Steven Tyler Gives Back
The rocker puts his voice where his heart is
Back in 1974 or so, Tom Hamilton and Steven Tyler of Aerosmith sat down and wrote “Uncle Salty” — an ominous ode that drips with the disease of child abuse. Fourteen years later this same team wrote “Janie’s Got A Gun” — a song that shot straight to the heart of the matter and blew it wide open for a generation of music fans. That song, written 27 years ago, also brought an outpouring from girls who had been abused. Tyler got piles of fan mail thanking him for the song and explaining how it helped them through the hardships they faced after being abused.
Roll ahead to 2015. Steven Tyler is still kicking proverbial butt all over the place and now, 41 years after the “Toys in the Attic” album, Tyler has become a philanthropist and is once again putting his voice where his heart is: opening eyes to the crimes of child abuse and neglect, but, this time, without a rock band to accompany him.
Tyler says he did rely on help from friends, like manager Rebecca Lambrecht, who undertook a lot of the research needed to get them going in the right direction. When Tyler knew they were on target, they started Janie’s Fund — to brand his mission — and they partnered with a private nonprofit called Youth Villages to make sure it could make a real difference.
Under Tyler’s direction, Janie’s Fund will raise money and awareness to help Youth Villages provide trauma-informed care and experiential therapies to girls who have histories of being abused and/or neglected.
Tyler says that, instead of reinventing the wheel, he wanted to choose an organization that already had a solid, get-it-done history. Youth Villages has been around for 30 years and is currently operating more than 60 offices in 13 states. It offers residential treatment, foster care and adoption, in-home services and mentoring. Youth Villages has also been around long enough to know you have to be there for clients at every stage. That’s why they have a transitional program for young adults who are getting ready to move out on their own.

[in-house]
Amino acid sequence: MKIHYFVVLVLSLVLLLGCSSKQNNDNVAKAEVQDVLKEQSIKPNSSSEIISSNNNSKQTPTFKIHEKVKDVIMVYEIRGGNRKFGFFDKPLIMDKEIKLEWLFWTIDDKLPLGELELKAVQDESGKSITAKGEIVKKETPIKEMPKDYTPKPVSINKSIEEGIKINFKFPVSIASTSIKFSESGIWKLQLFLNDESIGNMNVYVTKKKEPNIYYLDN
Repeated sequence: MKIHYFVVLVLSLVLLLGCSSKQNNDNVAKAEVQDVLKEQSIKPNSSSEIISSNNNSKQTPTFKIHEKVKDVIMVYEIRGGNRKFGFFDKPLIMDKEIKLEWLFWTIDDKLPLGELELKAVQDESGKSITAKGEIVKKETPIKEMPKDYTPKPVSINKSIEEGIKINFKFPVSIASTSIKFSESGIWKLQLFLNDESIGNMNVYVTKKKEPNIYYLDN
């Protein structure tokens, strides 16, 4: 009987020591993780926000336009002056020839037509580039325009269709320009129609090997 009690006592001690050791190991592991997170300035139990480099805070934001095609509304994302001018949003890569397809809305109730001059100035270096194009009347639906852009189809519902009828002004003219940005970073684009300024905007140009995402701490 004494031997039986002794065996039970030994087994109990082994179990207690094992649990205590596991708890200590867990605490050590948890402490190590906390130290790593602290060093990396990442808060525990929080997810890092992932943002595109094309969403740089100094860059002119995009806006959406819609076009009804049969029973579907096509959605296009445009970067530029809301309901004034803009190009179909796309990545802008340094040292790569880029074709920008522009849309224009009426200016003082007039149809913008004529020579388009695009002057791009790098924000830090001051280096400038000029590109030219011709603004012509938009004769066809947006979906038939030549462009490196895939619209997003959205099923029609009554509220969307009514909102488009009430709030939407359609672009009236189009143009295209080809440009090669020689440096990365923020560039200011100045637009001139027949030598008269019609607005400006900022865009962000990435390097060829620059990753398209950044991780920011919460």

By the way, we have a Youth Village right here in Manchester at 912 Union St.
“It’s over the top for us,” says Patrick Lawler, CEO of Youth Villages, when asked about Tyler’s partnership. He says that, when he and Tyler spoke, he knew he was a perfect match for the mission. And for sure, once on board, Tyler got into every aspect of how Janie’s Fund would be involved. He was in on the logo design and campus visits and met some of the kids and listened to their stories. He wanted to know how the money is going to be spent.
As a father to three girls, he wants to be involved. “What has become his dream to help girls, has been our mission right along. He didn’t just drop off a check,” says Youth Villages Chief Development Officer Richard Shaw. He sees this as a longterm partnership, noting that Tyler is “extremely passionate about this. Steven will bring so much more awareness not only to Youth Villages, but to child abuse.”
“This is what it is all about,” says Tyler. “This matters. What I thought about and dreamed about has become a reality.” He summarizes his outlook like this: “Give it back. Be a somebody who leaves a somebody feeling like a somebody.”